Somewhere on that stretch I ran into that older gentleman I met on my way to Relay Peak. He fully recognized me and was stunned at my pace. He mentioned that this circle, as far as he saw/heard, the only other “speedsters” were a couple of guys doing occasionally 23 miles (I am guessing those were “my” guys from Marlette lake campground?). Light pack and shoes pay off after all.:) We talked for a couple of minutes, he confirmed the creek at that campsite has water (I was running low, again), and I pushed on. At the Barker Trailhead there was an adventure racing aid station, and I had asked them to “shelter” my trash from that day, which they absolutely didn’t mind (it wasn’t much at all). As I turned to the trailhead itself, I suddenly read: “Tahoe City, 17 miles”. It is 2:30 pm, and I have less than 17 miles to go. Holly damn. I almost jumped forward on a spur, “I can be at Tahoe City tonight, by 8pm, definitely by 9!” as I stopped as abruptly as took off: why??? Why in the world would I want to be there, when the whole idea was to be alone, on the trail, in the wilderness, by myself, for as long as I can be?? I slowed down to what I thought was a crawl. Despite that, and being shaken by such a close end of my journey, the 2.4M uphill and the camp came by in under an hour (first I passed right by it for half a mile and had to return), and I set by the creek, taking my time. I washed off my body, my feet, I pumped 3L of water, which would last me till the end of tomorrow, I stared at Tahoe Lake, picking in a view.
Boy, the author of the book (who described this spot as the best camping) and I do not see eye to eye for sure (as I noticed numerous times before). But the book did help me, and I silently thanked the dude who wrote it (for some weird reason I kept calling him a “she” when I’d flip the pages). In the 30 min I spent by the creek the “Guy” who was to camp there never showed up. Ah, well, for the best, less explanations (and why am I not surprised). I slowly got up and took on the climb to Barker Pass. I looked around more, and rolled some more thoughts in my head, reminiscing on the days behind. At the top, Granite Wilderness post announced itself, and I hung out there. Made my way another half a mile to the split between PCT and TRT – kissed that pole, promising to come back. Walking slowly, went towards the Twin Peaks pass for a mile, when it suddenly hit me – it is early, and I don’t want to get any closer to the end, even if a slow walking I was trying to produce. I made a 180 degrees turn and went back, near the Granite Wilderness at the top, picked a best spot, and at 5:40 pm settled in, with another (unexpected and not all necessary) 28 miles under my belt. This was a PROPER spot for my last night on the trail for this year. This one deserved the honors.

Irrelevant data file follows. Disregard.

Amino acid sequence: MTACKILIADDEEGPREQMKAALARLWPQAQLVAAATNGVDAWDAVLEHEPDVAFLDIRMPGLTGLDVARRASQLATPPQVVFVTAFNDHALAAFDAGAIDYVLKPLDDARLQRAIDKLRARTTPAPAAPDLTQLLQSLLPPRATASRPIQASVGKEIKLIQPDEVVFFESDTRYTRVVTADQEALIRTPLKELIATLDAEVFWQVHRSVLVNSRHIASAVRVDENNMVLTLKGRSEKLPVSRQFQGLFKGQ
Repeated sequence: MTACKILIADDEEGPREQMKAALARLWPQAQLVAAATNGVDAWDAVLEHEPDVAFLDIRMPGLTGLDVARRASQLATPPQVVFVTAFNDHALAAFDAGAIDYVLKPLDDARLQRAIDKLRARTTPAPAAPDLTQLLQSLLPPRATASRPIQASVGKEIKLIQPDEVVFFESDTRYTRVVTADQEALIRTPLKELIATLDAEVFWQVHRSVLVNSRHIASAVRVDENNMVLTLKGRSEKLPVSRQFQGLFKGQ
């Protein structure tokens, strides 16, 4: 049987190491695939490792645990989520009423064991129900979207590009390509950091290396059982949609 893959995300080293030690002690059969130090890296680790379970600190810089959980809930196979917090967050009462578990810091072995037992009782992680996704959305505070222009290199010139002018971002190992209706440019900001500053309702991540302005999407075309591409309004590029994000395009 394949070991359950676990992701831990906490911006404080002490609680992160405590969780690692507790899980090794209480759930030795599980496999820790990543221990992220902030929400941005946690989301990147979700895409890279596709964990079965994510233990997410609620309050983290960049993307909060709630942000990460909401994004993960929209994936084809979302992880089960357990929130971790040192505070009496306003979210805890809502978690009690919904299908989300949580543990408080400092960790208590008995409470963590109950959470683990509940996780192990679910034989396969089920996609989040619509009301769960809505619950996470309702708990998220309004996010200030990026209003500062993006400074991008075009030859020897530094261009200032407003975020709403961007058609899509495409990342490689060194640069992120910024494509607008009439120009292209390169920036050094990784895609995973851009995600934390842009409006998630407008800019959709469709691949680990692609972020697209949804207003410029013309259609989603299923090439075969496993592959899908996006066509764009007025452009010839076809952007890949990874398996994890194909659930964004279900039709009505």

I took my pack off in a slow motion and came to the edge of the pass. Just as the book says, the views took 360 degrees, ranges of mountains across one side and Lake Tahoe on another. I could see Alpine Meadows and Squaw Valley mountains and think of my years at Western States 100, and simultaneously of all ultrarunning gave me. I could stand still and think of the strength nature provides, the inspiration, love and support. I set a camp, had my last Ramen noodle dinner, and yes, knitted. I was honestly happy I took he needles and yarn with me – I didn’t do too much of a progress, despite utilizing it 4 nights out of 6, but I surely was happy to hold it in my hands. Two passions combined. Where will they bring me next?
The night was quiet and finally almost windless. At 3:30 am the nature called, and I opened a flap of my tent – and the big yellow circle stared right back at me, hanging as if I could touch it. In the days and nights I spent by myself, I lost fears, and none of the bad ideas popped into my head when I saw this light, but – did somebody broke a camp next to me and is using a bright lamp? I got out, and it hit me – it was an (almost) full moon, that bright yellow I rarely see, hanging over the cliff I camped on, so close, I could practically grab it in my hands. I stood there, paralyzed. Mountains kept throwing me surprises. It was magnificent and unbelievably beautiful. I got back into tent, laying still, thinking. What is the meaning of life? Any big revelations happened on the trek? Not really, but that life is simple: you just put one foot in front of another. Sometimes you put your head down and grind for what you planned. Sometimes you grind a little more. Sometimes you enjoy and adjust your plans and slow down and find new ways or places... And then there are days when you just have no idea where and when you will stop, leaving it all to chance, and that’s ok too.